Myalgic encephalomyelitis, or chronic fatigue syndrome, is a condition with unknown causation. In 2017, a group of researchers led by Jose Montoya did a study to determine if there is an immunologic component to the severity and duration of symptoms experienced by patients affected with this condition.
Myalgic encephalomyelitis, or chronic fatigue syndrome, is a condition with unknown cause characterized as having persistent unexplained fatigue of at least six months which impairs activities of daily living.
In an article published in the Proceedings of the National Academy of Sciences of the United States of America (PNAS) Journal this 2017, a group of researchers led by Jose Montoya conducted a study to explore the association of different cytokines in the disease severity and duration of myalgic encephalomyelitis. Cytokines are cells secreted by the body’s immune system which can have different effects on other cells. Cytokines from 186 patients diagnosed with myalgic encephalomyelitis and 388 healthy controls were gathered by collecting blood specimens and analyzed using a cytokine assay.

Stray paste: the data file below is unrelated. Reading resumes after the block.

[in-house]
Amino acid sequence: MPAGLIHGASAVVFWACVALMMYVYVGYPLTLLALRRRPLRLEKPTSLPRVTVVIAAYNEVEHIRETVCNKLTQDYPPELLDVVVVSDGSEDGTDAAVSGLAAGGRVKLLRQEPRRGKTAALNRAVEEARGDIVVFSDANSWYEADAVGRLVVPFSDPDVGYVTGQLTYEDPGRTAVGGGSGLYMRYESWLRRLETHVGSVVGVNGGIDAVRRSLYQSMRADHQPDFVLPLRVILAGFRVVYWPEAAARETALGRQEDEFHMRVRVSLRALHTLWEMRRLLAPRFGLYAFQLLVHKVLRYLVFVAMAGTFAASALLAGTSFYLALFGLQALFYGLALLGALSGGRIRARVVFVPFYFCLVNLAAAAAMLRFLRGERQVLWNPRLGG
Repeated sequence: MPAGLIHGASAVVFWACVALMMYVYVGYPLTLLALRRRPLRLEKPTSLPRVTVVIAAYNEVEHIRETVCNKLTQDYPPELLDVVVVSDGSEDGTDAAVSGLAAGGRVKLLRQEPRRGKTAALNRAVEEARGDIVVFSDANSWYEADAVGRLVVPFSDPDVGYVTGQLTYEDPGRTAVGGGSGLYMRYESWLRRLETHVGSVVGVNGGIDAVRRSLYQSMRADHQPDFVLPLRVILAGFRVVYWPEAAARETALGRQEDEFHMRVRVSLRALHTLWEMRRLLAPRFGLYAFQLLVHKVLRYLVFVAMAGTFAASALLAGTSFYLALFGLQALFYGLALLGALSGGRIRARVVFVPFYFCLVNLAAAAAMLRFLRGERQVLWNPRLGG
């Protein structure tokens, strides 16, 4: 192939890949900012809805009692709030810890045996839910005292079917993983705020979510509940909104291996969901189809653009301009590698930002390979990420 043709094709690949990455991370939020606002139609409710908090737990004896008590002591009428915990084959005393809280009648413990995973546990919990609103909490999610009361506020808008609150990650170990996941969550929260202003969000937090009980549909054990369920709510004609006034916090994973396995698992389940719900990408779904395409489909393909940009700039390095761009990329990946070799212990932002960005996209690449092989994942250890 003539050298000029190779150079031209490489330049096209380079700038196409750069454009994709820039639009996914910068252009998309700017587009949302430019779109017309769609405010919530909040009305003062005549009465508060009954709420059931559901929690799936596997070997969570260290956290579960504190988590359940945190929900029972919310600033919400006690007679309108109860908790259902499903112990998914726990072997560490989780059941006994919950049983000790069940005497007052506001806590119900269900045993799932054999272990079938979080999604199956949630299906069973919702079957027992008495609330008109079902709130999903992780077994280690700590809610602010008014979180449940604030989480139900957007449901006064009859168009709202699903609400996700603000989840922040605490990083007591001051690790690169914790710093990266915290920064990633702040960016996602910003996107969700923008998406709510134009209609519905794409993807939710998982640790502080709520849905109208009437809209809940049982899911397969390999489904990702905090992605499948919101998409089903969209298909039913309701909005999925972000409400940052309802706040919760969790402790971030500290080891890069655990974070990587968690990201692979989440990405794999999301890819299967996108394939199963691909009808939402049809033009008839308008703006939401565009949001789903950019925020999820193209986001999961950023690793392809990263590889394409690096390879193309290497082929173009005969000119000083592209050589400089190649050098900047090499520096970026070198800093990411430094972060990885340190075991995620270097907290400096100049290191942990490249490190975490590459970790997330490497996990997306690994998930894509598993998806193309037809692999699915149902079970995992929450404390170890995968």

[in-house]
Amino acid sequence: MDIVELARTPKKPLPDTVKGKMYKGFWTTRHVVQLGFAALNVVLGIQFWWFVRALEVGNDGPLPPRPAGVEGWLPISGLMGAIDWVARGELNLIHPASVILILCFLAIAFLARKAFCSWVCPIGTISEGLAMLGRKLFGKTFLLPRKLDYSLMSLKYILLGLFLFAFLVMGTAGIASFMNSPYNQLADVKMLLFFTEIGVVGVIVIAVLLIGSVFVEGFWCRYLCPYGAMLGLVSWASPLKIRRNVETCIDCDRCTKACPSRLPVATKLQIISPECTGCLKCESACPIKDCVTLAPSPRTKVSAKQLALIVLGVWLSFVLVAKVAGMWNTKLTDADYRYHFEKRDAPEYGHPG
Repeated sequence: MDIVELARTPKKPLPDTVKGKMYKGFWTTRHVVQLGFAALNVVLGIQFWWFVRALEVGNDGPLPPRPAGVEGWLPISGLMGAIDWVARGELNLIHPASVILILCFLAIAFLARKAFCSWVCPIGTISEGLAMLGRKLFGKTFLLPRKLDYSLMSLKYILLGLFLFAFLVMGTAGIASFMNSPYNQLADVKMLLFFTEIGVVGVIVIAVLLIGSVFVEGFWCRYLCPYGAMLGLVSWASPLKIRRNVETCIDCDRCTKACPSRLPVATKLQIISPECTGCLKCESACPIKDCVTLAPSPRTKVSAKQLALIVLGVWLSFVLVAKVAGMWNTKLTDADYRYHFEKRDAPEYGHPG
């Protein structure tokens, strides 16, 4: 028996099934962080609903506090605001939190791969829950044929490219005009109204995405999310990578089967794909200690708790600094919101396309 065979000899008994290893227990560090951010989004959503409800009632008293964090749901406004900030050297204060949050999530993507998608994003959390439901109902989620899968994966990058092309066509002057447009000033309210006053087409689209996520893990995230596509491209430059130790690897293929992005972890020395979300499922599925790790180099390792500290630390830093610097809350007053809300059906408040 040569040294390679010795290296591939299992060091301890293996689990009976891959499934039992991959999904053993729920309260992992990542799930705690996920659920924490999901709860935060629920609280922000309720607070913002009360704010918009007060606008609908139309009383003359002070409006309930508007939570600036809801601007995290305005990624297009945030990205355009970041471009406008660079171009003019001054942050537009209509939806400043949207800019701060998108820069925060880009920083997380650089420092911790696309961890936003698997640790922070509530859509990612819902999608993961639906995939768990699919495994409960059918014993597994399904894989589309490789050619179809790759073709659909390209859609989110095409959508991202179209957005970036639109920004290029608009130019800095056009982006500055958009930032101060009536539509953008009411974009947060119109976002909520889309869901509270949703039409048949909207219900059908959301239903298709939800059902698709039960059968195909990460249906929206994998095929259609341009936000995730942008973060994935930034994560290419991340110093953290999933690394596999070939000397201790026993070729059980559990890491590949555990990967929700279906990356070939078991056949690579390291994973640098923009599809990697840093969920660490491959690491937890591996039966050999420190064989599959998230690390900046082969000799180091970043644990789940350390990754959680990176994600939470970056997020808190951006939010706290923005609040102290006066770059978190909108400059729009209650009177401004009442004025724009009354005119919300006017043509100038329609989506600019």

The study found that 17 different cytokines were more elevated in patients who were diagnosed with myalgic encephalomyelitis. Of these 17 cytokines, 13 were found to be pro-inflammatory, which may contribute to the symptoms experienced by patients affected with myalgic encephalomyelitis. Transforming growth factor β, a protein which has a role in cell growth and proliferation was also found to be elevated in this group.
Overall, the findings of the study suggest that myalgic encephalomyelitis has a strong immunologic component. Further research addressing this component can be done to improve the clinical management and outcome of this condition.
Written by Karla Sevilla
Reference: Montoya, J., et al. (2017). Cytokine signature associated with disease severity in chronic fatigue syndrome. PNAS. doi: 10.1073/pnas.1710519114